The Department of Justice, ADA.gov and the Federal Trade Commission are warning people about a “face mask exempt card” that has been circulating around social media, which the departments say are fraudulent.
Lenka Koloma is behind the Freedom To Breathe Agency -- the organization that created the cards.
“We had so many desperate citizens reaching to us that they don’t know what to do,” said Koloma.
Koloma said she created the Freedom to Breathe Agency in June, but when asked how many members were part of the agency she would not answer.
When also asked if News4Jax could speak to anybody else involved with the Agency she said they were voting on board members soon.
At this point News4Jax could only confirm that Koloma was the only person behind the organization.
She told News4Jax Consumer Investigator she doesn’t see anything wrong with the cards, even with federal agencies calling them invalid.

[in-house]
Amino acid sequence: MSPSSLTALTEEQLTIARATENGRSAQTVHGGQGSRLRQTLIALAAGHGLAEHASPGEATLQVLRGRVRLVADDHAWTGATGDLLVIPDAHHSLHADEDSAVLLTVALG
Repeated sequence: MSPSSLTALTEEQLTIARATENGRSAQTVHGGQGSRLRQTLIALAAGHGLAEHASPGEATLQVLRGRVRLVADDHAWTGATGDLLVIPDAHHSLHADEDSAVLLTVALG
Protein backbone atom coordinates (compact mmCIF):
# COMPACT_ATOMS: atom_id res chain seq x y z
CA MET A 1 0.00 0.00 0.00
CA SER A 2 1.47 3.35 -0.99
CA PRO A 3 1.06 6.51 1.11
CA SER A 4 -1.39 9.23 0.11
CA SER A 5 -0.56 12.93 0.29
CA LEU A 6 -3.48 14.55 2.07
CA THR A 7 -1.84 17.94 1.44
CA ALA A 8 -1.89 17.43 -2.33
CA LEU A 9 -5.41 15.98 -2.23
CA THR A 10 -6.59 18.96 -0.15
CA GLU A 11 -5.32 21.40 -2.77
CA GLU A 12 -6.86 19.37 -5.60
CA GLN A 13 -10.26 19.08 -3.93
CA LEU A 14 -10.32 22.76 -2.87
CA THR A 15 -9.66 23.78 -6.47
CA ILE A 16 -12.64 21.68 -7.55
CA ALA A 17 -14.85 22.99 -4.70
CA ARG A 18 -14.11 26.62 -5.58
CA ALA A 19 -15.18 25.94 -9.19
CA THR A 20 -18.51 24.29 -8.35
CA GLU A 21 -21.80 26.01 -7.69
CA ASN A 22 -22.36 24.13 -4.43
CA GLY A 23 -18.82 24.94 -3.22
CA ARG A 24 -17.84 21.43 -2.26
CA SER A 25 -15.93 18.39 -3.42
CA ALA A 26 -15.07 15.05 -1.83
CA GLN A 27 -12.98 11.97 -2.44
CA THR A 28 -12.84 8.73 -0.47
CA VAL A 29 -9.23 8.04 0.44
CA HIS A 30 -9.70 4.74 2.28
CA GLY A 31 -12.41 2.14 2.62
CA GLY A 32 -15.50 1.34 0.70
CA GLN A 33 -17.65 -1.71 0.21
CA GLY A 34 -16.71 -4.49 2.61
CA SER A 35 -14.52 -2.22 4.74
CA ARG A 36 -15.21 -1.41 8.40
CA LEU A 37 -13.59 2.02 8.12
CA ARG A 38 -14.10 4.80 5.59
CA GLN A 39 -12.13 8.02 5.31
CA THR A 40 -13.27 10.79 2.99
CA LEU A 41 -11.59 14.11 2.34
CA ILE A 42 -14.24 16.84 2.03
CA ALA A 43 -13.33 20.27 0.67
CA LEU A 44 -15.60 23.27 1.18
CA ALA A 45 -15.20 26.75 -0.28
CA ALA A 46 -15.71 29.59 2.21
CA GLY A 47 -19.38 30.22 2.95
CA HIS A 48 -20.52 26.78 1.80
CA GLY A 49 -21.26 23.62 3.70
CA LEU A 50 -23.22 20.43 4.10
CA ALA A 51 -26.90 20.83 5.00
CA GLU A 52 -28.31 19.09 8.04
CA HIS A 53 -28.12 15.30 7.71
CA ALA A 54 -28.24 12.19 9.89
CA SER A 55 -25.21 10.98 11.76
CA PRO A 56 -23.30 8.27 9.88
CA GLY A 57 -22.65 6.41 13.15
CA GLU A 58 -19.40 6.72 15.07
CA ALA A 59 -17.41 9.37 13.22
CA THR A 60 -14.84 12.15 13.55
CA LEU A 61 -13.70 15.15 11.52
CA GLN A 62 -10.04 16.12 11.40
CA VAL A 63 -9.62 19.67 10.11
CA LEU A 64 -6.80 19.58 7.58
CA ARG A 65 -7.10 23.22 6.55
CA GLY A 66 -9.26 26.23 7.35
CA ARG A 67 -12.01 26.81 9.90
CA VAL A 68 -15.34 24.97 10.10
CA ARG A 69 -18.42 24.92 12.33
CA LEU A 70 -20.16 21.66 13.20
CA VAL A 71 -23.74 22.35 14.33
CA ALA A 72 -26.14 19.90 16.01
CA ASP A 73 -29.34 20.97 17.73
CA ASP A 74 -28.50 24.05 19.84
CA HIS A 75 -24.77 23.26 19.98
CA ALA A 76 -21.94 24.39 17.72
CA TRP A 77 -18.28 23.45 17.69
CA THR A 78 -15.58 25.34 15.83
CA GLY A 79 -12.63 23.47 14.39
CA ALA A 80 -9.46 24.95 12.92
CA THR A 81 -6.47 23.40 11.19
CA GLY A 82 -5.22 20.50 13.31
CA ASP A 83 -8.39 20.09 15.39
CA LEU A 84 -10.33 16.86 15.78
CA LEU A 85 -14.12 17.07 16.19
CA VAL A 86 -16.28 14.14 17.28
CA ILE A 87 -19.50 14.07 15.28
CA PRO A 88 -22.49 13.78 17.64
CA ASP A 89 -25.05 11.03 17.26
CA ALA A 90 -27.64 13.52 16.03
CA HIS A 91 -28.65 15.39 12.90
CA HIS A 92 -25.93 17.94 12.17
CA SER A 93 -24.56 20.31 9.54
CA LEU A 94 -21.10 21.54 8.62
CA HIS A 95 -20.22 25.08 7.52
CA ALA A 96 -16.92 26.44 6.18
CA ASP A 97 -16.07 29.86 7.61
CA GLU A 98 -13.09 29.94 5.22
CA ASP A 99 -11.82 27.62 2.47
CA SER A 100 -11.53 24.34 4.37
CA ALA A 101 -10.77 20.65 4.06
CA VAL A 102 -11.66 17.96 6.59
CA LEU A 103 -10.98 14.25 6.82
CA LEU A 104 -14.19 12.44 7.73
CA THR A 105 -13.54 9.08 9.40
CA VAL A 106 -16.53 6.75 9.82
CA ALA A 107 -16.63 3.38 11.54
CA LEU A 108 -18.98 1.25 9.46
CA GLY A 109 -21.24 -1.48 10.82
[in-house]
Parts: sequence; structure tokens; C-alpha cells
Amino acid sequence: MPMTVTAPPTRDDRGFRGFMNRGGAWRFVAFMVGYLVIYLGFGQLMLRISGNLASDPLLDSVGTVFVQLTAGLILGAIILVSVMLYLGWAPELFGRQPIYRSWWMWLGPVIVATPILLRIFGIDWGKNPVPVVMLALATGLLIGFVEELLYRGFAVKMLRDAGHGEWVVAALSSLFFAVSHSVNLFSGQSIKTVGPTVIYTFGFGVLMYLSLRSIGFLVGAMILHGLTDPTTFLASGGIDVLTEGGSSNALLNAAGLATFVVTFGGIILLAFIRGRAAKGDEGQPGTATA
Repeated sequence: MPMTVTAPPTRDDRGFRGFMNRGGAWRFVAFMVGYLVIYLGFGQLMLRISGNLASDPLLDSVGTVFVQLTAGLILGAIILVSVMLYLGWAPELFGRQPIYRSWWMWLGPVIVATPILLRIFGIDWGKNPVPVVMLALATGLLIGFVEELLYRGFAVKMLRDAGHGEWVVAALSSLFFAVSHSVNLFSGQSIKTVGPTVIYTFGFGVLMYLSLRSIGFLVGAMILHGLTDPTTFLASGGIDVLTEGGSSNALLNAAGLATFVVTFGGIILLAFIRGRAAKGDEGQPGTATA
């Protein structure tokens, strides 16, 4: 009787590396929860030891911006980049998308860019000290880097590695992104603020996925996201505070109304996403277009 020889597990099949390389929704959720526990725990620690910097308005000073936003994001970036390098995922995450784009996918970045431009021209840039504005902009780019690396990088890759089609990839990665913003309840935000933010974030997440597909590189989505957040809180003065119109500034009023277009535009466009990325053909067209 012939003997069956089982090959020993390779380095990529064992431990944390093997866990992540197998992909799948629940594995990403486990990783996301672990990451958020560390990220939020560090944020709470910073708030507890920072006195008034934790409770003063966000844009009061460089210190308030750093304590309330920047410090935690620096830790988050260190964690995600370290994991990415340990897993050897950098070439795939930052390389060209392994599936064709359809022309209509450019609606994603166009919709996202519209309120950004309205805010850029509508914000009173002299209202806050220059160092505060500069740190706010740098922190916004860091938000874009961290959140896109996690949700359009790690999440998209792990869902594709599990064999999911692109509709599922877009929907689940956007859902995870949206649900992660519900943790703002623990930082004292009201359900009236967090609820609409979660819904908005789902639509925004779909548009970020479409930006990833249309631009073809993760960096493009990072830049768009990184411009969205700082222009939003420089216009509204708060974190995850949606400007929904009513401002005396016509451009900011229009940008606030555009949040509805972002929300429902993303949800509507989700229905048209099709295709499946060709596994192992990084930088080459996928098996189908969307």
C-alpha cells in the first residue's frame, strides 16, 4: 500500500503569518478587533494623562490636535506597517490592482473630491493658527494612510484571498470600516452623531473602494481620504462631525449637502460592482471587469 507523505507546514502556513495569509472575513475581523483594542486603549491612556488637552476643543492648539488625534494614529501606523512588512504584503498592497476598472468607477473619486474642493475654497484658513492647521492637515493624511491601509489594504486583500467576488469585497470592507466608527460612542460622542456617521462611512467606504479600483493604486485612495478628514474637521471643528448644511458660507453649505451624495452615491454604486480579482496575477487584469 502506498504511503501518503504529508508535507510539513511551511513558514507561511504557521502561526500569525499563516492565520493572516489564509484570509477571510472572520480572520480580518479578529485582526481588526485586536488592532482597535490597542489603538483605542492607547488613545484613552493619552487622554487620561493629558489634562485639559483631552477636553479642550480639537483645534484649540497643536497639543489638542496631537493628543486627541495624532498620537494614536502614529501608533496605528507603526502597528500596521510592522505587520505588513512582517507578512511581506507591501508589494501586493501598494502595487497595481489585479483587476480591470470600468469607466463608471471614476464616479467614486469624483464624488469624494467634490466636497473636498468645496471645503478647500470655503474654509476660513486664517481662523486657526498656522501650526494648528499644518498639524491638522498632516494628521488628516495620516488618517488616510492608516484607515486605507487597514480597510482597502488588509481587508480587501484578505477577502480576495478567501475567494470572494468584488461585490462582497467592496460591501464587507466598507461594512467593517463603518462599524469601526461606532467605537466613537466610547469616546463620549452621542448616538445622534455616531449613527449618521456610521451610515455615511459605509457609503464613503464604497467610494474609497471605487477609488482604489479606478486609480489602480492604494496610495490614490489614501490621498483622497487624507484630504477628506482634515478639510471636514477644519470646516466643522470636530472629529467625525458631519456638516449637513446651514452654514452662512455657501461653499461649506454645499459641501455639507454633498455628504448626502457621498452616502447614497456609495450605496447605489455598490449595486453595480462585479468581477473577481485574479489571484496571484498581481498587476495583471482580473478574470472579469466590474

“There are only a few reasons that people are excluded from wearing masks out in public, but having one of these cards is not one of them,” Koloma said.
“This was our very first attempt that we put out and there was misspelling errors. There was this misunderstanding with the seal, and you know what happens when you put it out there it just goes.”
The seal Koloma was referring to is the seal of the Department of Justice. Koloma said that version of the card was supposed to be a draft.
But the FTC, ADA.gov and the DOJ have each issued statements saying the cards are not endorsed by any of the agencies.
The DOJ’s statement reads in part:
“Inaccurate flyers or other postings have been circulating on the web and via social media channels regarding the use of face masks and the Americans with Disabilities Act (ADA) due to the COVID-19 pandemic. Many of these notices included use of the Department of Justice seal and ADA phone number.”
“The Department of Justice did not issue these cards that was the misunderstanding. The cards are issued by FTBA,” Koloma said.
She told News4Jax the card is meant to be educational for the person who sees it.
News4Jax consumer investigator Lauren Verno asked Koloma:
“They’re using this card and saying, ‘I have an exemption card. I don’t have to do that.’ Are you saying that’s an okay way to use it?”
“Well, I think that every person has to understand their legal rights,” Koloma responded.
ADA.gov said that if people want to know their rights, they should contact the Department of Justice immediately.